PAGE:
Microsoft Ships IE Flaw Workaround

Though a true patch will still be shipped in the future, Microsoft this week shipped an installable workaround for a recently revealed Internet Explorer (IE) security flaw that its discoverer described as "extremely critical." The workaround

Paul Thurrott

July 6, 2005

1 Min Read
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Though a true patch will still be shipped in the future, Microsoft this week shipped an installable workaround for a recently revealed Internet Explorer (IE) security flaw that its discoverer described as "extremely critical." The workaround essentially modifies Windows registry settings, an action Microsoft previously described in a security bulletin. But because many Windows users aren't sophisticated enough to make this change manually, the company has shipped a software-based workaround that does it for them.


The IE flaw affects the Microsoft Java Virtual Machine (JVM) and could be exploited to crash the browser or allow remote code to run on the exploited machine. It affects a wide range of IE versions running on many different Windows versions.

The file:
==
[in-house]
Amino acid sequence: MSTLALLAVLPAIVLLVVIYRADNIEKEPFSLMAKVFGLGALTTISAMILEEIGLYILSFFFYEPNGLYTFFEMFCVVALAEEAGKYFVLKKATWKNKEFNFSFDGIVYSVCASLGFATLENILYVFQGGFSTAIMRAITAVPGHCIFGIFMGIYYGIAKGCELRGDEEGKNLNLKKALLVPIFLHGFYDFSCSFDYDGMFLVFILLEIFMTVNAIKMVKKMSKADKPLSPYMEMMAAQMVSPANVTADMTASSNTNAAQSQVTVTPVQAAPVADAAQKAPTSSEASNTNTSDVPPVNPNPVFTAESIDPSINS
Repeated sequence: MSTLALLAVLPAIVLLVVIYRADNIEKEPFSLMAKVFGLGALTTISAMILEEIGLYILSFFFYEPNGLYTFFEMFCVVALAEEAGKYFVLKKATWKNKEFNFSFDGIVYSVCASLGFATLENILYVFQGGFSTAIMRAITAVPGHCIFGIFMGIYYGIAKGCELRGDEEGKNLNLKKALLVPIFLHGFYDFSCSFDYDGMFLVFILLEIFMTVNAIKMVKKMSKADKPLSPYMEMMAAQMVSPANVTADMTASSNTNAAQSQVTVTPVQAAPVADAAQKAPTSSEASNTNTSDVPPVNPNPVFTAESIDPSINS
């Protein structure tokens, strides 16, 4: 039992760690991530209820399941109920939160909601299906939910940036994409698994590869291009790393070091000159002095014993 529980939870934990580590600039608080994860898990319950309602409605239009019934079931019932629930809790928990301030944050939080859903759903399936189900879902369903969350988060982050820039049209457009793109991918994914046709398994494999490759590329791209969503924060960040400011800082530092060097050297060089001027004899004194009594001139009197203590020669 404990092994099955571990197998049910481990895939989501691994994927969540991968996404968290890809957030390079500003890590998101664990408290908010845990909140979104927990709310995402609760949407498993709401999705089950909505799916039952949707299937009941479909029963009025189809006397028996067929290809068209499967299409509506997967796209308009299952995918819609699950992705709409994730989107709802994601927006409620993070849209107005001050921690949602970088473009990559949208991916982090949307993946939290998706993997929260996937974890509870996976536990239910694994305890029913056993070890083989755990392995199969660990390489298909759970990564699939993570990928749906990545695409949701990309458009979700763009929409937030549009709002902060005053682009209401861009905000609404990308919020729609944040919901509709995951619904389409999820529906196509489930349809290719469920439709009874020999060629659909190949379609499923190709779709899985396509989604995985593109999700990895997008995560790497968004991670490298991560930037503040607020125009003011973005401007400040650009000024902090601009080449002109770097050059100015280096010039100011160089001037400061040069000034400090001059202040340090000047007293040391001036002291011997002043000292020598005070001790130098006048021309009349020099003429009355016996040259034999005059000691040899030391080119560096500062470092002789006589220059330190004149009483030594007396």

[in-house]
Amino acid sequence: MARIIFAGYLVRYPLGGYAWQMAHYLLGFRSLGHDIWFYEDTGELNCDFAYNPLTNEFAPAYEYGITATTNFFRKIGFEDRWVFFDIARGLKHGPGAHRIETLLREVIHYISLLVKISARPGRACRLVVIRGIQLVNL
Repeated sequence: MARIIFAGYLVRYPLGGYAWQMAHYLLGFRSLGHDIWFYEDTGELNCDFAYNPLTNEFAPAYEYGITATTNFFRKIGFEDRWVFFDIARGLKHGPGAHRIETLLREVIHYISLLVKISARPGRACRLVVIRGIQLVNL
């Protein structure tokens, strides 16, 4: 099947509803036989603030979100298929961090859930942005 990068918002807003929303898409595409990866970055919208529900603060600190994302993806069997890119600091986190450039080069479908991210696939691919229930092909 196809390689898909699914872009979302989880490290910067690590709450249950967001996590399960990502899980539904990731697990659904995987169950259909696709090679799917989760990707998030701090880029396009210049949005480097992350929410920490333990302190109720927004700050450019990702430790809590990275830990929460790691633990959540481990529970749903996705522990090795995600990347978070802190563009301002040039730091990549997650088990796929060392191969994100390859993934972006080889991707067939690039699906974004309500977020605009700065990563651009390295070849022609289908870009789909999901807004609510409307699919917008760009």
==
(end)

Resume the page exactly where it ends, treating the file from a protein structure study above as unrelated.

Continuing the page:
Microsoft says that the software workaround will be propagated to Windows Update/Microsoft Update and Automatic Updates as soon as possible. It will eventually be superseded by a true security patch that fixes the problem. The workaround simply disables part of the Microsoft JVM.

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About the Author(s)

Paul Thurrott

Paul Thurrott is senior technical analyst for Windows IT Pro. He writes the SuperSite for Windows, a weekly editorial for Windows IT Pro UPDATE, and a daily Windows news and information newsletter called WinInfo Daily UPDATE.

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